How do I keep my e-mail inbox under control?
Answer: I have found that a systematic, structured approach to managing e-mail is the best way to maintain a clean inbox. Here are a few tips I would recommend for those who have trouble staying on top of their e-mail correspondence:
- Check your e-mail at least once a day.
Nothing is worse than letting your e-mail slide for a few days, then trying to catch up. This is how the bottomless inbox starts to form (believe me, I know). For those whose work requires e-mail correspondence, checking your mail several times a day may be necessary.
- Prioritize the messages in your inbox.
Make sure to reply to the most important messages right away, because they may soon get lost in the stack with the rest the mail. When your boss asks why you haven't gotten back to him regarding the e-mail he sent last week, the "It got lost in my inbox" excuse typically does not work so well.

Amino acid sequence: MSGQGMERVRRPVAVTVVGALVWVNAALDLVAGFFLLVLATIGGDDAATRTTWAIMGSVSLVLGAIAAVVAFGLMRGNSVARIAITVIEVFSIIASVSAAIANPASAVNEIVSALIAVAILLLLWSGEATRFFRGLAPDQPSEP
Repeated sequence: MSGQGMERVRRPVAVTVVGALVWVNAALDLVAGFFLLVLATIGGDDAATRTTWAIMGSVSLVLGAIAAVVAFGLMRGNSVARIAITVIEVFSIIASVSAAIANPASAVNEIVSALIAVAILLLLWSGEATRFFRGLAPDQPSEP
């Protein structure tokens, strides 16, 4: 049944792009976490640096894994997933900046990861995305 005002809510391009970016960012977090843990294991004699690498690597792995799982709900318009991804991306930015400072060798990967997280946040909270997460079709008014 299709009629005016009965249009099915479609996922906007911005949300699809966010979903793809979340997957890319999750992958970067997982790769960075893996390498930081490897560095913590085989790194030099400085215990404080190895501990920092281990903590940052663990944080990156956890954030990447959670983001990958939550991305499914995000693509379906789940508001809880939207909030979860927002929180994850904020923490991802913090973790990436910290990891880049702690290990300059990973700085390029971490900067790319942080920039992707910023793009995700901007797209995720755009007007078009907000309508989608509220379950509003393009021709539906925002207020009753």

- Set a time limit for the low priority messages.
This is key to preventing inbox buildup. Those low priority messages can really pile up if left unattended for a long period of time. Try not to let any messages stay in your inbox for more than a week.
- Organize your messages using mail folders.
Programs like Microsoft Outlook (Windows) and Mac OS X Mail (Mac) allow you to create folders to store your messages. You can create folders to store mail by category (personal, work, receipts, etc.) or you can use folders to save messages from certain people. This makes it easy to find messages later and also makes it easier to move messages out of your inbox. Just don't forget to reply to a message if needed before you move it to a folder.
- Use spam filters to reduce the amount of spam you receive.
One thing all e-mail users share is a disdain for spam. Fortunately, most ISPs have spam filters that limit the amount of spam messages that reach your inbox. Most e-mail programs also include spam or junk mail filters that can further reduce the spam you actually see. The more you cut down on unwanted mail, the easier it will be to sort through the legitimate messages in your inbox.
While my inbox is not always sparkling clean, these guidelines help me keep my e-mail under control. Following these rules should help you maintain control of your inbox as well.
Next Email Question:
Is there a term for a "forgotten attachment?"